Disabled person in a wheelchair needing Social Security law services

Social Security Law Services from the Soloway Law Firm

The Soloway Law Firm provides experienced social security law services for claims and appeals, including those filed for Social Security Disability Insurance (SSDI) including children’s and widows’ claims, and Supplemental Security Income (SSI) cases.

Experienced SSDI and SSI Attorneys

Mr. Soloway has handled SSI and SSDI claims since 1985, working closely with our valued clients through every step of the process. From the initial application process through reconsideration, administrative law judge (ALJ) hearing, appeals council and all federal court appeals deemed necessary, the Soloway Law Firm team strives for the best possible outcome.

What is Social Security Disability Insurance?

Most legal residents of the United States have a Social Security Number, often referred to as an SSN. When you are paid for working, the federal government deducts taxes from your paycheck and applies them under your individual SSN to national funds and programs (typically listed under “FICA” on your pay stub).

One of these funded programs is known as SSDI, or Social Security Disability Insurance, which is often referred to as “Disability Insurance Benefits,” “DIB,” or “Title II Benefits.” This program provides income to people who are physically or psychologically restricted from performing work on a regular, full-time and continuous basis. In order to be insured and entitled to SSDI benefits, you usually must have worked five years (20 quarters) out of the 10-year period (40 quarters) before you became disabled.

Helpful Resources from the Soloway Law Firm

According to the Social Security Administration (SSA), a typical 20-year-old employee has a 1-in-4 chance of becoming partially or fully disabled before reaching the age where they can fully retire.

Learn More About Disability Benefits from the SSA (PDF)

What is Social Security Income?

Supplemental Security Income, or SSI, is a benefit available to low-income disabled persons regardless of their employment status during the previous 10 years. In order to receive SSI benefits, your income and resources must measure below certain federally established limits.

If your income and resources are below these limits, then you may be entitled to receive payments under the SSI program. For most recipients, the program pays a federal cash benefit of up to $721 per month for an individual and $1,082 per month for a couple* to help meet the cost of living.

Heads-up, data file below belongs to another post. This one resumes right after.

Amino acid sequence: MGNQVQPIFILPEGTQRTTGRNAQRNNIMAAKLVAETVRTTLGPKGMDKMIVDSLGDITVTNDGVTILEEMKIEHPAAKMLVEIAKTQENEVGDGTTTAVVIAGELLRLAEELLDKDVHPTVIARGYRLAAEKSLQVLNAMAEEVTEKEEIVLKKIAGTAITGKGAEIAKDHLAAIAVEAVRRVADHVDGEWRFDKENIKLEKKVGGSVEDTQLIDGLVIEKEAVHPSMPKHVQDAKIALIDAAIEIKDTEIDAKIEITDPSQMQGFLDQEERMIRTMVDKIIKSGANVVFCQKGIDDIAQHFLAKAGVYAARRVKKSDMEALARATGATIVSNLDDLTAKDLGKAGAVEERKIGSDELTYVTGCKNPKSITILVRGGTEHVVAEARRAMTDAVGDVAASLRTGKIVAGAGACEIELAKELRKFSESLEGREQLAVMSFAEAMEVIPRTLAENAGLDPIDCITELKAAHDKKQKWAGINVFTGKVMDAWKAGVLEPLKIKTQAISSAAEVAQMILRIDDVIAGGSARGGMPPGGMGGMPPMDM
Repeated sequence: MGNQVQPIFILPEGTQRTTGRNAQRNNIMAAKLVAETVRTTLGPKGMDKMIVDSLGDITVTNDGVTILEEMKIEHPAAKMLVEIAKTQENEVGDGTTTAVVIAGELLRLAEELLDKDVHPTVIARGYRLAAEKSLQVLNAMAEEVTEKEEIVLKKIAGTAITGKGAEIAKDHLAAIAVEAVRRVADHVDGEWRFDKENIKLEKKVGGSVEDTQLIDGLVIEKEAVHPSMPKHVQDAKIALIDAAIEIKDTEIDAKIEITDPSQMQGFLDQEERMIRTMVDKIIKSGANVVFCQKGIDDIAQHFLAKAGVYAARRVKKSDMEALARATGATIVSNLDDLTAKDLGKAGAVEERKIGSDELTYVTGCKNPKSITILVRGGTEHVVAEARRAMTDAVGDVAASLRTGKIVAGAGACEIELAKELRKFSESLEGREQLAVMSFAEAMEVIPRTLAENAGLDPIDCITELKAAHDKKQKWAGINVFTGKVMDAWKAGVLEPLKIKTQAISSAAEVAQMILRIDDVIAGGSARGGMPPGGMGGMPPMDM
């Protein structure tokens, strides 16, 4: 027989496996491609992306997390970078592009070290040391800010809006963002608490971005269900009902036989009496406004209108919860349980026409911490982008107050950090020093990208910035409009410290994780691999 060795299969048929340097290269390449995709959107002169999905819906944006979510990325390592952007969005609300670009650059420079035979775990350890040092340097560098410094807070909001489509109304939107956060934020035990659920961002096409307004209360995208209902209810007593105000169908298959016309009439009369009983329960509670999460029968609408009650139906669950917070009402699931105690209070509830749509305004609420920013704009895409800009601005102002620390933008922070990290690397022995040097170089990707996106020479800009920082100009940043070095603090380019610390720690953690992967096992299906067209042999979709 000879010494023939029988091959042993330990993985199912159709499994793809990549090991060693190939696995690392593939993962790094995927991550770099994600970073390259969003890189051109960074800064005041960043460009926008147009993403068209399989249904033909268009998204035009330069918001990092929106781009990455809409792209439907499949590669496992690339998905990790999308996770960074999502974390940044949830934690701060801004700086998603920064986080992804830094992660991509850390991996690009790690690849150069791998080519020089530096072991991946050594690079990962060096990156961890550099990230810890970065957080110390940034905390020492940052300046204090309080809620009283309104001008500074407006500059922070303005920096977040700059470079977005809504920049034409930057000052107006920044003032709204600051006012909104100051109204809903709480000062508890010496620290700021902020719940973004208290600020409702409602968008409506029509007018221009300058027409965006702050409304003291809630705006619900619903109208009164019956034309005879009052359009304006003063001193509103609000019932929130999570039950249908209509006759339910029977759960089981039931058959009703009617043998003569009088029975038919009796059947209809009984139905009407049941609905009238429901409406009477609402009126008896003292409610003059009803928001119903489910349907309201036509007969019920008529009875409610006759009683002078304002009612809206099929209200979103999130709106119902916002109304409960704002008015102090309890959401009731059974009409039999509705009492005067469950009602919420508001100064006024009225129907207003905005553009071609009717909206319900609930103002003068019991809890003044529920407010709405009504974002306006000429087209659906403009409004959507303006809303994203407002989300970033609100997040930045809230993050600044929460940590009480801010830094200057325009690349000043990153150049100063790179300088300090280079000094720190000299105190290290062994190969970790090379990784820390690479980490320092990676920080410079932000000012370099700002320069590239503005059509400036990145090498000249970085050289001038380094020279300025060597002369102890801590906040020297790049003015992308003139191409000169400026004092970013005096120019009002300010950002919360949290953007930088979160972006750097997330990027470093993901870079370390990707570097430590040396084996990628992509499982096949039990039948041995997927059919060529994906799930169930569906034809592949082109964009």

*As of 2014

Helpful Resources from the Soloway Law Firm

The Social Security Administration (SSA) has different rules, policies, and procedures for adults and children entitled to SSI.

Call Soloway for your Social Security Law Services

At the Soloway Law Firm, we take a team approach to your social security case. One of our experienced social security attorneys will always take the lead, and Mr. Soloway personally supervises the handling of each case. Our team also includes a legal assistant who provides further support, collecting the medical evidence needed to give us the best chance at building a successful case.

Throughout the process, our goal is to handle your case so that you never have to go through with this frustration ever again. In other words, the Soloway Law Firm seeks to win your case the first time, so that it is the only time you have to deal with this legal process. Through dedication and perseverance, we work tirelessly to try and achieve successful outcomes in our client’s SSDI and SSI cases.

Disabled person in a wheelchair needing Social Security law services

Social Security Articles From the Soloway Law Firm

  • Questions About Your Social Security Case

    Who Are you Talking To About Your Social Security Case?

    Knowing who you are talking to, and what that person’s role in processing your application for Social Security Disability Benefits is, can be critical to a successful application. In this post, I will go over how the Social Security Administration initially collects the information that will be used to decide your eligibility for benefits prior…

  • Social Security office sign

    Social Security Benefits to Increase in 2017

    On October 18, 2016, the Social Security Administration issued a Press Release advising that there will be a 0.3 percent cost-of-living-adjustment (COLA) increase for people currently receiving Social Security Benefits and Supplemental Security Income for 2017. The COLA was enacted by Congress in 1972 in order to set in place legislation to protect social security…